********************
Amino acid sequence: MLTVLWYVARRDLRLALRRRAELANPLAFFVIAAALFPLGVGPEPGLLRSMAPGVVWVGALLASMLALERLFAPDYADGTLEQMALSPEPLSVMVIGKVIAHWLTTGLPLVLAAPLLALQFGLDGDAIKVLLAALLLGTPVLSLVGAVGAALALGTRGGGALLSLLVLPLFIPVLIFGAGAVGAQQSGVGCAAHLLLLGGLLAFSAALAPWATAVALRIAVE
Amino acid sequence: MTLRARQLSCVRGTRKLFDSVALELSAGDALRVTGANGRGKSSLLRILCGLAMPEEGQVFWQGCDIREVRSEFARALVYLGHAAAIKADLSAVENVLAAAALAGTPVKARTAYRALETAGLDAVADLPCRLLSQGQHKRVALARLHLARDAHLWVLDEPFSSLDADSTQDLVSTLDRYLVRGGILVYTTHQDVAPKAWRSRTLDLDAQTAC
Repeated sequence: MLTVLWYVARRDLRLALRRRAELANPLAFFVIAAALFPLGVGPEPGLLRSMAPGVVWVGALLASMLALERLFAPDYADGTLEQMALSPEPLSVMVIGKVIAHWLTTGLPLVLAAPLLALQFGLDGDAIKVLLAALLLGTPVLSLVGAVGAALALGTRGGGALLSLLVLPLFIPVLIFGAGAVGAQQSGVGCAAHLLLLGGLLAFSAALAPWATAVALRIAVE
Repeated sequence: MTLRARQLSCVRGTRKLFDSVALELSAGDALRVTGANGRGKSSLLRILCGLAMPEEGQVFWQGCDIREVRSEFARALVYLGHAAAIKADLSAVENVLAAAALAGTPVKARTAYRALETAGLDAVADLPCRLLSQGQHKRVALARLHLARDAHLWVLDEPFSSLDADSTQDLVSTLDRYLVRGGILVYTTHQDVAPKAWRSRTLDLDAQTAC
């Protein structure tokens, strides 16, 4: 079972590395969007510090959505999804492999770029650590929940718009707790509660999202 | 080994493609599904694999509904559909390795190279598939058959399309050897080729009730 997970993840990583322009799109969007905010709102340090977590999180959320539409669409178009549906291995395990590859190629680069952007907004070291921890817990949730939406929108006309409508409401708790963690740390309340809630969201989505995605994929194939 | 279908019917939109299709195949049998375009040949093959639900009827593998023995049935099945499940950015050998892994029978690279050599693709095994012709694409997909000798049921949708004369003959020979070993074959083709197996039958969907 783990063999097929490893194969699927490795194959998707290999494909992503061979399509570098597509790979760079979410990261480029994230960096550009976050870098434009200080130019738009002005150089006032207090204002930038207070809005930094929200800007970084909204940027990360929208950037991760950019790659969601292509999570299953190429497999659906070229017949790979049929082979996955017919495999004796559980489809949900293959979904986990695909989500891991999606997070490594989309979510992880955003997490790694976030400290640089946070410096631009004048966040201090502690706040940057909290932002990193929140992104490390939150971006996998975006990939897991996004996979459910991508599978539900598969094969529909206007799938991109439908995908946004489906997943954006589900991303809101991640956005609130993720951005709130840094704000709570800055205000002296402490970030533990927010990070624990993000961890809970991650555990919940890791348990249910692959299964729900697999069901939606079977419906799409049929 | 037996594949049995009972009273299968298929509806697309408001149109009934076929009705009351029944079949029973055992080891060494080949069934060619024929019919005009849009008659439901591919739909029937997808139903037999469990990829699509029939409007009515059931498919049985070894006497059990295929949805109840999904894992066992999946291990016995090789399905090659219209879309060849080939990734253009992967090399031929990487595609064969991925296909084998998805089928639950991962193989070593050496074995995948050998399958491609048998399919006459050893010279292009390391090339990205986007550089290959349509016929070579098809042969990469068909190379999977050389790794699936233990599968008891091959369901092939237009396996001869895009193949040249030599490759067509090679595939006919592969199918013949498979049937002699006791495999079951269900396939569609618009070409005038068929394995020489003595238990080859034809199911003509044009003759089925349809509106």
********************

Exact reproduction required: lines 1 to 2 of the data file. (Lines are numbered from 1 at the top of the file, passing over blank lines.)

Amino acid sequence: MLTVLWYVARRDLRLALRRRAELANPLAFFVIAAALFPLGVGPEPGLLRSMAPGVVWVGALLASMLALERLFAPDYADGTLEQMALSPEPLSVMVIGKVIAHWLTTGLPLVLAAPLLALQFGLDGDAIKVLLAALLLGTPVLSLVGAVGAALALGTRGGGALLSLLVLPLFIPVLIFGAGAVGAQQSGVGCAAHLLLLGGLLAFSAALAPWATAVALRIAVE
Amino acid sequence: MTLRARQLSCVRGTRKLFDSVALELSAGDALRVTGANGRGKSSLLRILCGLAMPEEGQVFWQGCDIREVRSEFARALVYLGHAAAIKADLSAVENVLAAAALAGTPVKARTAYRALETAGLDAVADLPCRLLSQGQHKRVALARLHLARDAHLWVLDEPFSSLDADSTQDLVSTLDRYLVRGGILVYTTHQDVAPKAWRSRTLDLDAQTAC